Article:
3M Re-Files Suit Against Outside Counsel Covington in State Court
The Litigation Daily
Covington & Burling has vowed to prove, at the "appropriate time," that it never betrayed its former client 3M Company, as 3M alleged last month in a highly-publicized lawsuit in Minnesota. But Covington first moved to dismiss 3M's suit last Thursday on jurisdictional grounds, arguing that the case didn't belong in federal court.
3M lawyer William Brewer III of Bickel & Brewer told us last week that the motion was a stall tactic, and said he'd have gladly filed 3M's case in state court if Covington had asked. If Covington was trying to buy time, it didn't buy much. It turns out that a few hours after he read Covington's motion, Brewer voluntarily dismissed 3M's federal case against Covington and refiled the case in state court in St. Paul.
"Rather than engage in dilatory motion practice about the jurisdictional argument raised by Covington, 3M opted to refile the lawsuit in Ramsey County," Brewer said Tuesday. "This should allow our client to bring this case to a jury as soon as possible."
Covington partner Jeffrey Huvelle rejected the notion that Covington was stalling. "A party that wants to move a case forward will file in a forum that has jurisdiction," he told us. "3M failed to do that."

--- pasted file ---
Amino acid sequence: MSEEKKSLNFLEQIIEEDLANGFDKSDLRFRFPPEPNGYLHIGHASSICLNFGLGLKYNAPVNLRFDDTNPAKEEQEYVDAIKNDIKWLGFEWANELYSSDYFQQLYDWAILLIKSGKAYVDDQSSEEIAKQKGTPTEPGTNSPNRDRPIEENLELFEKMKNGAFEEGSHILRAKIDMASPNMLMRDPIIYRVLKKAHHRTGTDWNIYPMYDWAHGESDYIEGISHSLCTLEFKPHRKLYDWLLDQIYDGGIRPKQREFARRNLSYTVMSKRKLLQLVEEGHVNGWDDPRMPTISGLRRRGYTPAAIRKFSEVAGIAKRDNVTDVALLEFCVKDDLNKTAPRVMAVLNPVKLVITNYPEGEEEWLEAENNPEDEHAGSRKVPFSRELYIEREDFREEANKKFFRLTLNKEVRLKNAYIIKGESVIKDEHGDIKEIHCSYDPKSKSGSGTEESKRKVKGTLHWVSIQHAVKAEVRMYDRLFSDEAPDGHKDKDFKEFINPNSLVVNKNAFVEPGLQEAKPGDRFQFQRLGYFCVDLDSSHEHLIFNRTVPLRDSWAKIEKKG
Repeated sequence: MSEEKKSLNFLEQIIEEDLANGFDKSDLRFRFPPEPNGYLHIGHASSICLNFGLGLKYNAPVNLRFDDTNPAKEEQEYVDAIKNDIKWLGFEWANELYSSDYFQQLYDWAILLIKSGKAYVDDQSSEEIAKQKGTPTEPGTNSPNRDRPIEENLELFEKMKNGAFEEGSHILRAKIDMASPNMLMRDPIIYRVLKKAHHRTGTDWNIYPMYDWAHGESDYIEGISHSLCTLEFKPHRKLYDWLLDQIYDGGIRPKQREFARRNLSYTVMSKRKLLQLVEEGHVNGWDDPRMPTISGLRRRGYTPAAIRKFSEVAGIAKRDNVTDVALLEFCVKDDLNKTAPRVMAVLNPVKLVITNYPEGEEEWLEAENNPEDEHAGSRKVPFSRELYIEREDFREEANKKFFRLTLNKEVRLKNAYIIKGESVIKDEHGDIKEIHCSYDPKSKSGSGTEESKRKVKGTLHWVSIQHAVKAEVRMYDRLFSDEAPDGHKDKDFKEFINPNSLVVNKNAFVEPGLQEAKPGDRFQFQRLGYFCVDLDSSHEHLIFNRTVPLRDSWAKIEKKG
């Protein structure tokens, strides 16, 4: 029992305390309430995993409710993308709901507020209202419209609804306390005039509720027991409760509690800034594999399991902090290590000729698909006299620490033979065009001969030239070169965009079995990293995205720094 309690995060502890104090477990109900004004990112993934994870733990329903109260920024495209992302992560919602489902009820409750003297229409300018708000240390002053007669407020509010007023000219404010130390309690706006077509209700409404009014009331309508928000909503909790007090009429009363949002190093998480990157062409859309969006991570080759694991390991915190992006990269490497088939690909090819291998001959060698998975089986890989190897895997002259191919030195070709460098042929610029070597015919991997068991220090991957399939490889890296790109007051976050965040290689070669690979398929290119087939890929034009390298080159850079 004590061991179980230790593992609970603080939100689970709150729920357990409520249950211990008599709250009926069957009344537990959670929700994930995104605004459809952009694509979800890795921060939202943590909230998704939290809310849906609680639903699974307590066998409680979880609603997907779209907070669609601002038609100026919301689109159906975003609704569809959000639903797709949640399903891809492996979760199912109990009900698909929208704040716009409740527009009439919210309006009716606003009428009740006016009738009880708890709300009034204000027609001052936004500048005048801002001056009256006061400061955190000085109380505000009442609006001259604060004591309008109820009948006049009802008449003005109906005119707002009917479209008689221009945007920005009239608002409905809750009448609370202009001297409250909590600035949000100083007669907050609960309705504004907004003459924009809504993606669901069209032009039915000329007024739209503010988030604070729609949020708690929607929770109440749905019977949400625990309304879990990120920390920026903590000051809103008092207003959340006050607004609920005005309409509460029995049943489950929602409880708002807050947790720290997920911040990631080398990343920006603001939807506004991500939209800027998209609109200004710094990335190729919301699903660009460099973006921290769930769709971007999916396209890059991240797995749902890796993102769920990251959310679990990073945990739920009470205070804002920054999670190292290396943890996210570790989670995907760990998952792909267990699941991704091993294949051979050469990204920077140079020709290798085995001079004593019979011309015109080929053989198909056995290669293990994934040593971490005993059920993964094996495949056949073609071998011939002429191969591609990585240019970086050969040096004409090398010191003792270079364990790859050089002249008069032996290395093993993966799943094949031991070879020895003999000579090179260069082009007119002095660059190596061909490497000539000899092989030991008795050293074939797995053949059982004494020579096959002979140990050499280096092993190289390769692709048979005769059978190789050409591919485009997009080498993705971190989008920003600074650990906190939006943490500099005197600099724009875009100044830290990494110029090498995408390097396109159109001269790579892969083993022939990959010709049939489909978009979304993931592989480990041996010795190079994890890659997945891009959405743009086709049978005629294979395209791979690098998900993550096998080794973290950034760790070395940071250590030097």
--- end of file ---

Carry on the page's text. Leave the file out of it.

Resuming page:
3M's new complaint is identical to the one it filed in U.S. District Court in Minneapolis on July 24. In 2010, Covington signed on to represent the Attorney General of Minnesota on a contingency fee basis in ongoing environmental litigation accusing 3M of polluting the state's waterways with fluorochemicals. As we've reported, 3M alleged in last month's suit that Covington advised it on regulatory matters relating to food packaging products that contain the same fluorochemicals for more than a decade, taking the position that they aren't toxic. 3M also claims that Covington, knowing its fee agreement with AG's office required it to warrant that it had no outstanding matters for 3M, "choreographed an elaborate scheme" to drop an employee benefits matter it undertook for 3M in 2010.
Covington brought on legal malpractice expert John Villa of Williams & Connolly for its defense. In the firm's Aug. 16 motion to dismiss, Villa argued that, because many of the Covington partners named in 3M's original complaint reside overseas, 3M can't show diversity of citizenship and therefore federal courts don't have subject matter jurisdiction. That argument, obviously, is now moot.
Meanwhile, Covington chairman Timothy Hester has started speaking out publicly about 3M's suit, which he told us is rife with "false premises." Among other things, Hester claims that e-mails, not yet entered into evidence, show that 3M's in-house lawyers knew about Covington taking the Minnesota AG's case way back in early 2011. The company's delay in not raising the issue until last month shows that 3M's suit is an "obvious litigation tactic," he said.
This article originally appeared in The AmLaw Litigation Daily.
See also: "3M Outside Counsel Suit 'Troublesome' to Many General Counsel," CorpCounsel, July 2012.